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Child with a brain like a calculator


He's got the X=Y factor: Yasha, appropriately sitting in front of a picture of Einstein, has achieved another excellent grade (seen here aged eight)


While most teenagers are quivering with nerves when it comes to taking their maths A Level, Yasha Asley described it as easy peasy - and he was just seven years-old.
Now the prodigy has gained his third top-grade A level pass at the tender age of ten.
Yasha, whose teacher claims he has 'a brain like a calculator,' achieved an A* in Statistics and now hopes to go to university.
He already has an A* in Maths and an A in Pure Maths - both of which he gained at the age of eight.
He is the youngest person in the world to have achieved a grade A in Maths - scoring 100 per cent and 99 per cent in two of the six papers two years ago.
Yasha, from Leicester, says he did not suffer from exam nerves as he tackled his Statistics exam paper this year.
He said : 'I opened it, looked at the first question and just started writing.
'I didn't feel nervous. I probably felt better than the other teenagers.'
His father, Moussa Asley, a 49-year-old Iranian, who raised his son single-handedly after his marriage broke up, said : 'It just confirmed my expectation. I felt very pleased and very proud.
    'He doesn't work that hard at all. He just does the minimum. He was born with a talent.'
    Yasha, who goes to Folville Junior School in Leicester, has tutoring sessions at Leicester University. He is now hoping to find a university that will let him enrol on a Maths course.
    He started reading at a very early age and has learnt English, French, Arabic and Farsi.
    The boy's headmaster, Bruce Wells, said two years ago: 'Yasha is off the scale - just so far ahead of everyone else. His thinking skills are incredible.
     'We've linked him to a professor at a local university to tutor him.

    While most teenagers fret about their exams, Yasha sailed through his maths paper with ease (picture posed by models)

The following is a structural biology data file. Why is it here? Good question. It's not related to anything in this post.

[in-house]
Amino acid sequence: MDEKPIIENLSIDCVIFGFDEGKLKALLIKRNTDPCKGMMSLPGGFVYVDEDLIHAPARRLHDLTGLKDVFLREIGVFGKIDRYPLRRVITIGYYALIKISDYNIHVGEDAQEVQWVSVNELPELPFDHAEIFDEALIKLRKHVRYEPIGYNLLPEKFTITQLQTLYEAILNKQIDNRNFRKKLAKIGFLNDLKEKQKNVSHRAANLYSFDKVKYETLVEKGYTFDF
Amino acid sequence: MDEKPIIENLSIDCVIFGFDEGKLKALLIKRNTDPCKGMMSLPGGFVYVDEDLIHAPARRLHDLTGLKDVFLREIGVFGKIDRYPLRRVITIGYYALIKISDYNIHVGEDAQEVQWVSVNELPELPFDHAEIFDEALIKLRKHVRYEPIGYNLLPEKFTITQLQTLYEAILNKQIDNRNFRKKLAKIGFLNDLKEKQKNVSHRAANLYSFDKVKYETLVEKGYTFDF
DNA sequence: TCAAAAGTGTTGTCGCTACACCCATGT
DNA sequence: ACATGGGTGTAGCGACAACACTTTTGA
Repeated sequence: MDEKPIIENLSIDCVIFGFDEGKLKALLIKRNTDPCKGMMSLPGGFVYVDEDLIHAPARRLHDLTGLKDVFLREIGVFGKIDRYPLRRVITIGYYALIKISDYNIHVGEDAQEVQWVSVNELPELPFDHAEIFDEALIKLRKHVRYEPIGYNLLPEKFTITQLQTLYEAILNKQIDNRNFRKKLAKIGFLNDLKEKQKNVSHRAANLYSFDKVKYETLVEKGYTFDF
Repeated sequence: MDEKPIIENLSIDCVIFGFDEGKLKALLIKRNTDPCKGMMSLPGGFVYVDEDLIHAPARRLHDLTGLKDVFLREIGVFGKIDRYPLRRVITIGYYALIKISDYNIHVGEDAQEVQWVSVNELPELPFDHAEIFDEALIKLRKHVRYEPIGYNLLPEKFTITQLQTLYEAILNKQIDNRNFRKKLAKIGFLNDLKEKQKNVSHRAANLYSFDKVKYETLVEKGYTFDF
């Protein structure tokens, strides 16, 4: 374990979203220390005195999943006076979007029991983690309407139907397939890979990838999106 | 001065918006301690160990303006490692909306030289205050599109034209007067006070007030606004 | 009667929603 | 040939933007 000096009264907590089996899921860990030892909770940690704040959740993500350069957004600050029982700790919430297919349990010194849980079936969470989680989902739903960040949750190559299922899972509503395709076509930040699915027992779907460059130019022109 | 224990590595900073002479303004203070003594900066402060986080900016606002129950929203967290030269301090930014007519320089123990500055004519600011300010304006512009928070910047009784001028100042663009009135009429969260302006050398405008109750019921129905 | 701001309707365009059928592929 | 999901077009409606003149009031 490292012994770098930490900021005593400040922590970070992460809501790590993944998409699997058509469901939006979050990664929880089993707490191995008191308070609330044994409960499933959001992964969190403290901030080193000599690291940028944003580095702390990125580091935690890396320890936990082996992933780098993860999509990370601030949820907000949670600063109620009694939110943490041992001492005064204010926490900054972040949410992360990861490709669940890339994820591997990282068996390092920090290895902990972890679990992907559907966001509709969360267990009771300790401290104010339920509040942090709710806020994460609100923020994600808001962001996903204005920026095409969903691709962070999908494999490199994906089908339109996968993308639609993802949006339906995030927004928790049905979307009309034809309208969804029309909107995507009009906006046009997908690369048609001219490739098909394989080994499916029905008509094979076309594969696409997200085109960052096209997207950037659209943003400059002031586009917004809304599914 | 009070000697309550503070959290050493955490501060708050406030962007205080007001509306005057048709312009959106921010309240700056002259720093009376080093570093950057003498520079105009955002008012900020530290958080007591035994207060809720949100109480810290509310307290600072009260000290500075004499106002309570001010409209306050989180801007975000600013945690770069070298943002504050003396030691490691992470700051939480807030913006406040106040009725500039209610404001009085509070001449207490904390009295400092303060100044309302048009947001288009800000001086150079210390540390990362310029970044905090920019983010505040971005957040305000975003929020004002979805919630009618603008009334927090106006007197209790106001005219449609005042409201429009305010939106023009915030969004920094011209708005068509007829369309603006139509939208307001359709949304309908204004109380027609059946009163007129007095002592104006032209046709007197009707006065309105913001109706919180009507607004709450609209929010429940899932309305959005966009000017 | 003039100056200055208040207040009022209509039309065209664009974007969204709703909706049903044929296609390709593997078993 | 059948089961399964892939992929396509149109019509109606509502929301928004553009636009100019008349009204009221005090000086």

While most teenagers fret about their exams, Yasha sailed through his maths paper with ease (picture posed by models)

     'He's not just gifted . He is way more than that. The word genius springs to mind.'
    One of his teachers, Adam Spurr, said last year: 'It is like having a second teacher in the classroom. He has got a brain like a calculator.'
    His impressive mark came on the same day that thousands failed to make the grade.
    More than a quarter of a million university applicants are stuck ‘in limbo’ after a drop in A grades triggered an unprecedented scramble for places.
    Record numbers of teenagers missed the grades they needed to secure their first-choice degree courses, causing ‘gridlock’ in the system as universities sifted through borderline candidates.
    Decades of ‘grade inflation’ ended as candidates passed 26.6 per cent of exams at grade A – down 0.4 per cent on last year.
    It marked the biggest fall in the proportion gaining As since grades were introduced in 1965 to replace a simple pass or fail.
    The number of exams awarded the elite A* – used for the first time in 2010 to counter a relentless rise in results – also fell, from 8.2 per cent to 7.9 per cent.
    His impressive mark came on the same day that thousands failed to make the grade.
    More than a quarter of a million university applicants are stuck ‘in limbo’ after a drop in A grades triggered an unprecedented scramble for places.
    Record numbers of teenagers missed the grades they needed to secure their first-choice degree courses, causing ‘gridlock’ in the system as universities sifted through borderline candidates.
    Decades of ‘grade inflation’ ended as candidates passed 26.6 per cent of exams at grade A – down 0.4 per cent on last year.
    It marked the biggest fall in the proportion gaining As since grades were introduced in 1965 to replace a simple pass or fail.
    The number of exams awarded the elite A* – used for the first time in 2010 to counter a relentless rise in results – also fell, from 8.2 per cent to 7.9 per cent.